While neither of my mood disorders have informed my existence in the way that Ms White's seem to have hers, I still know a little about them in general. Additionally, I've spent more than the usual amount of time researching them, as well as regularly counselling people I've come in contact with and developed relationships with, going back to a close friend when I was a teenager, who had begun to use depression like a weapon...or at least a stick to socially bludgeon with. So I've been looking at this book not just as a reader, but as someone who has lived what she's addressing here. (But both parts of me stuck over a hundred Post-it notes on the pages; there didn't seem to be an end of points I was at odds with, or in complete agreement with. More on this shortly.)
Unfortunately, the frustration I felt at reading this book began with the ever-shifting, ever-migrating, ever-amorphous definitions applied to being 'lonely', to 'loneliness', and worst of all, the conflation of these with being 'alone'. In the end -and it was pretty much near the end of the book- a salient definition is proposed (from an external source)...but it's something that should have been at the very beginning of the book. You cannot discuss a subject unless you define the subject's parameters. For example, 'Hunger'. As in...personal hunger, as in bad crop planning, as in malnutrition, as in deprivation, as poverty, as in empty-calories...?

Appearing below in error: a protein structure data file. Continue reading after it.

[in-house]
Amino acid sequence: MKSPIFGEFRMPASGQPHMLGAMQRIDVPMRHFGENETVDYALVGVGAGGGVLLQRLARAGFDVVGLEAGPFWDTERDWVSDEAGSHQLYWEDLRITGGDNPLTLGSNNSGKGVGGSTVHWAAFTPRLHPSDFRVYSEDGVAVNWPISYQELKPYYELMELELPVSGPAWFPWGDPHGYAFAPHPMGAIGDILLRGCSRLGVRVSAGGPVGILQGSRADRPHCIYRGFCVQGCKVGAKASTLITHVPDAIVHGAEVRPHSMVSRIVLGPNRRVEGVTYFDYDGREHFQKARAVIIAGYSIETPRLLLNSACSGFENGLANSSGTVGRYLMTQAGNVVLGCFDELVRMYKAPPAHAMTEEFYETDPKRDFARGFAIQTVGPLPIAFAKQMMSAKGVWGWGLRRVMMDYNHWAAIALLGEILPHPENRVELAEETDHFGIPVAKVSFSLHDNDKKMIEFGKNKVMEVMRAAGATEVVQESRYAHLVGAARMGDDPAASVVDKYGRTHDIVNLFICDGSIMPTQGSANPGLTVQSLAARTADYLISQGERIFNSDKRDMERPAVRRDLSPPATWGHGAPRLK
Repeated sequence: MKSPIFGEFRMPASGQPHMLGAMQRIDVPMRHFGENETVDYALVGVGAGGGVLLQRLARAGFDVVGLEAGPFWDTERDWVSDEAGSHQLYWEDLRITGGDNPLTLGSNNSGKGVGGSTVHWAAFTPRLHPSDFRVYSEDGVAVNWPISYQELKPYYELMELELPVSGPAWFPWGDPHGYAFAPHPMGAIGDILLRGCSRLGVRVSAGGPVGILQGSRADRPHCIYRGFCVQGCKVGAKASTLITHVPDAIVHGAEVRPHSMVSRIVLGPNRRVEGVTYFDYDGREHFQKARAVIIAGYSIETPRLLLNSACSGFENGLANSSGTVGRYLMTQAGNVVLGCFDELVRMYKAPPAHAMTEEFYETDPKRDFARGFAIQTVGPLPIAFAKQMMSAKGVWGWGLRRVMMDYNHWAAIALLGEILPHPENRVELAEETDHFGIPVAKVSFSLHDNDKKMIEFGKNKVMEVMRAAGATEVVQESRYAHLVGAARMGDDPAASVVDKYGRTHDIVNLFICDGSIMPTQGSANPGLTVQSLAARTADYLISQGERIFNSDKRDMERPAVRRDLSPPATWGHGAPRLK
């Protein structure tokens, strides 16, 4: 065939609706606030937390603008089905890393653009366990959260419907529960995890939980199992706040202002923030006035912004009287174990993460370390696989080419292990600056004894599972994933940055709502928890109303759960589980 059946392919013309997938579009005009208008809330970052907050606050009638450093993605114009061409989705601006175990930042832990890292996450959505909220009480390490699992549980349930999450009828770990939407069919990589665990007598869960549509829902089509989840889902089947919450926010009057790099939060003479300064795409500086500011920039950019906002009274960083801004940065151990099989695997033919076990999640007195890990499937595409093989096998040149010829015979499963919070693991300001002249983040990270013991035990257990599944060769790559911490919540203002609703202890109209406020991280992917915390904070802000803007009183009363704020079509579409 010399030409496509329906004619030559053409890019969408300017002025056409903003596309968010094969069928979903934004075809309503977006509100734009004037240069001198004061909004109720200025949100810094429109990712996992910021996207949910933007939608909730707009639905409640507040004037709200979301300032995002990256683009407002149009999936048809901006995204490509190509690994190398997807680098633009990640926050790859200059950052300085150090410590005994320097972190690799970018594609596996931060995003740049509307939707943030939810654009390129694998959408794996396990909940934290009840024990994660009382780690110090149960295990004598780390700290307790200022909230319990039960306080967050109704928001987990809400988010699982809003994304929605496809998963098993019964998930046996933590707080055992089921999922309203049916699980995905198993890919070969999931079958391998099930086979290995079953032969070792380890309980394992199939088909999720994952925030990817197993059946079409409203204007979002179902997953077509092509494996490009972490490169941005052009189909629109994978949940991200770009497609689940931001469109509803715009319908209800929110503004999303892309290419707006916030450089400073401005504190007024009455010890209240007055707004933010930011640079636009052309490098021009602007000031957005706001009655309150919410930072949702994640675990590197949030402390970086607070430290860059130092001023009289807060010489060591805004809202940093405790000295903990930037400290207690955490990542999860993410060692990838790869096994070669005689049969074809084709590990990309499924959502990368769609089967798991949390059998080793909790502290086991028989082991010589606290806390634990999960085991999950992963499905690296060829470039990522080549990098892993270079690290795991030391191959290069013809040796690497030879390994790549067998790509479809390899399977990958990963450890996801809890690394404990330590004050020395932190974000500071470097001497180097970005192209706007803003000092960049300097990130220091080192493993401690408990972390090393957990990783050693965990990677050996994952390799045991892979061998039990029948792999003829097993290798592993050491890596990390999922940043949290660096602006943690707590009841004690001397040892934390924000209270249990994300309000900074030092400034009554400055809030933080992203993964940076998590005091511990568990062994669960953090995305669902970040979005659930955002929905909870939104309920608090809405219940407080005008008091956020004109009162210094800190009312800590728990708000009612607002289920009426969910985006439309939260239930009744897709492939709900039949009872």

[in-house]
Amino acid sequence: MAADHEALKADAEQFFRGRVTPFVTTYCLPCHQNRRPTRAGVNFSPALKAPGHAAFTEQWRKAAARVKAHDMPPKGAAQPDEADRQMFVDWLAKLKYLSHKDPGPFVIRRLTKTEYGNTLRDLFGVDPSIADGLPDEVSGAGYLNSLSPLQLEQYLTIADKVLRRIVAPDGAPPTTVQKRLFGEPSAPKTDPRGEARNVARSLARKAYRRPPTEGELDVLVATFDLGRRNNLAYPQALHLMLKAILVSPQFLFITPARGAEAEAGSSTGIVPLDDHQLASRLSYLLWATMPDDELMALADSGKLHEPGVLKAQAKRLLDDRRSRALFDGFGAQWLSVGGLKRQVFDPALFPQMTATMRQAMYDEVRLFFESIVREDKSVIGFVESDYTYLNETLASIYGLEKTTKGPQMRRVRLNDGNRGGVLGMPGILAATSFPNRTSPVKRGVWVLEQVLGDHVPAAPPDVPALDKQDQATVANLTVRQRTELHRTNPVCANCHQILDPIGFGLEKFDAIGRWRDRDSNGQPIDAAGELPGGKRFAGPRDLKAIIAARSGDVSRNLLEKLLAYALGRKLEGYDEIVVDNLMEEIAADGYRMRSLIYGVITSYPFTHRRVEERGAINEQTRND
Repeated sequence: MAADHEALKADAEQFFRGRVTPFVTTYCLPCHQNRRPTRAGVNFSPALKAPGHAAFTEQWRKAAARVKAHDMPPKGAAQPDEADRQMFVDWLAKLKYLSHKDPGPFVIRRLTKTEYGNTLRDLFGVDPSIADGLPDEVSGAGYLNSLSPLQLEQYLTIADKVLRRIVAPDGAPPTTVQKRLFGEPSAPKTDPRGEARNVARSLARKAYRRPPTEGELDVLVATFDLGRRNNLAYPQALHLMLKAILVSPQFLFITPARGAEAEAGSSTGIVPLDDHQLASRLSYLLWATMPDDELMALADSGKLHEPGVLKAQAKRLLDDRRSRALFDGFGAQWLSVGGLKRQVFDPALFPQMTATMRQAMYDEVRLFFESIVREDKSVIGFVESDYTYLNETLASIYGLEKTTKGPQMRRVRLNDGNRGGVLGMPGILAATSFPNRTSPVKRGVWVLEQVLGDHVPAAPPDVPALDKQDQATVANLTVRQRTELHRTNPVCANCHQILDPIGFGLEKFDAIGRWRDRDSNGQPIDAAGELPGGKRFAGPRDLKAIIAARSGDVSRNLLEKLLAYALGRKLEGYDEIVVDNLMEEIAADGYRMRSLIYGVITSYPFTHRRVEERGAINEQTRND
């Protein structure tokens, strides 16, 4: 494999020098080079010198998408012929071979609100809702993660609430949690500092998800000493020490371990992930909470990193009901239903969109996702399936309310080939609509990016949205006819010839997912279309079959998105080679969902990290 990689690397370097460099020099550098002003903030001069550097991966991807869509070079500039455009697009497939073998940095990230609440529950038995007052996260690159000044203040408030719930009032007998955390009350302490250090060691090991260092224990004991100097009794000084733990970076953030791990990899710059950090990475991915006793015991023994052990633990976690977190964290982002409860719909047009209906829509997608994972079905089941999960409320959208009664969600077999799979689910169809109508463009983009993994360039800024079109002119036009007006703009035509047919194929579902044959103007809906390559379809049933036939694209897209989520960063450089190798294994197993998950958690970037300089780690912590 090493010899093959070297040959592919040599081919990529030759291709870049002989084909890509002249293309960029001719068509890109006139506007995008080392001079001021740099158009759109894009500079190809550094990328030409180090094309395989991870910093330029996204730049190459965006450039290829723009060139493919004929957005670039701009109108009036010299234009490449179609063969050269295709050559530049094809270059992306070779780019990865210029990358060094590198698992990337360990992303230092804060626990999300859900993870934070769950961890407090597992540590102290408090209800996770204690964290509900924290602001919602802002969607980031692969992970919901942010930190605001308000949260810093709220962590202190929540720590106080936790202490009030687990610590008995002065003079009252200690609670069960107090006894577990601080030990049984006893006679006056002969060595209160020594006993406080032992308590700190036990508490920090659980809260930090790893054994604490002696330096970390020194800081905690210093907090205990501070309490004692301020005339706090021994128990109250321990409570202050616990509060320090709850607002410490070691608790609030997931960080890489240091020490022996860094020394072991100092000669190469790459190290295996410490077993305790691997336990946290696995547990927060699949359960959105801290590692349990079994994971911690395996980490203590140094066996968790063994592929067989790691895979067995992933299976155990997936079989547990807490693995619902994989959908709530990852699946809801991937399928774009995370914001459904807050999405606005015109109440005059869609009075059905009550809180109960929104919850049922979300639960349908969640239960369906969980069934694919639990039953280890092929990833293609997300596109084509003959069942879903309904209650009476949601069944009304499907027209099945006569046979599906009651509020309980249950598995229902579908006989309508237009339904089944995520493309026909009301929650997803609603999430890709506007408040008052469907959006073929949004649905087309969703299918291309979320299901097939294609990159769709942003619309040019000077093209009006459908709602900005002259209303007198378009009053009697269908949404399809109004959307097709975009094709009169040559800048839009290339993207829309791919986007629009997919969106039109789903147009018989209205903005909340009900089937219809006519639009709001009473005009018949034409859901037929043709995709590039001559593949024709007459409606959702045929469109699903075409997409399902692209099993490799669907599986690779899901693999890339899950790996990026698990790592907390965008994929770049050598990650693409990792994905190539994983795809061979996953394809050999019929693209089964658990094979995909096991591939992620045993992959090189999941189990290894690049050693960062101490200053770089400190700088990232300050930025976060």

By the end of the book, I believe I'd decided one thing: that the references she had used needed to be scrapped. Because she was all over the map, and this ambiguity-combined-with-an-all-inclusive approach lessened by a large degree the cachet of Ms White's offering. Some of the inferences were wholly arbitrary (yet still held water), while others seemed like they'd been sprinkled with some kind of 'fuzzy' dust, which was tossed in the air during an incantation of self-indulgence (and sprung massive leaks). I was not impressed...and clamouring all the more for for consistency...and cogency. I have no faith in the idea that 'loneliness' could or even should be considered for candidacy as the appropriate phraseology for the malady...but then this book has made me feel like nothing at all is possible, it's sucked the life out of me...and for all the wrong reasons.